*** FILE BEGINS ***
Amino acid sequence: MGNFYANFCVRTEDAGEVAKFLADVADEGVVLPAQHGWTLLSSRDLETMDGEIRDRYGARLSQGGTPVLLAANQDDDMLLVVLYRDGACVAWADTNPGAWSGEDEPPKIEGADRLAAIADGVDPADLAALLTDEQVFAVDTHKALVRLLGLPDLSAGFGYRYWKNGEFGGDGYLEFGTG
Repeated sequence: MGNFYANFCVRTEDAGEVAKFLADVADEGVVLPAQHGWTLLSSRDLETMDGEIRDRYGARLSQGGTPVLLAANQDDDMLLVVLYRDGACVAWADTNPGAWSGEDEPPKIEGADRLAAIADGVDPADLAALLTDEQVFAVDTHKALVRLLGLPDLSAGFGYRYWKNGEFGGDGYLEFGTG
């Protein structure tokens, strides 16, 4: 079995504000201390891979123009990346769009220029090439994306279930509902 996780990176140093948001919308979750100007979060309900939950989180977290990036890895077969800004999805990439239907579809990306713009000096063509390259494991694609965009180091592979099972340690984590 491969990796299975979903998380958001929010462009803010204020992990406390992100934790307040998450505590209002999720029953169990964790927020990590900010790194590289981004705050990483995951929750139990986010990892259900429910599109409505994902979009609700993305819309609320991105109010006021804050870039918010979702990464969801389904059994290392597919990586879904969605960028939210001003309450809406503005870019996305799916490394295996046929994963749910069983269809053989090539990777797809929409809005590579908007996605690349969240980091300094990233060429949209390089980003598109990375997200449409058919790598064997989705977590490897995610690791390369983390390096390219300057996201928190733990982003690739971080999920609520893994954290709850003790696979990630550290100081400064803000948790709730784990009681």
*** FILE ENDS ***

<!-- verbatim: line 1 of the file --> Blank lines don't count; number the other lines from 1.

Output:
Amino acid sequence: MGNFYANFCVRTEDAGEVAKFLADVADEGVVLPAQHGWTLLSSRDLETMDGEIRDRYGARLSQGGTPVLLAANQDDDMLLVVLYRDGACVAWADTNPGAWSGEDEPPKIEGADRLAAIADGVDPADLAALLTDEQVFAVDTHKALVRLLGLPDLSAGFGYRYWKNGEFGGDGYLEFGTG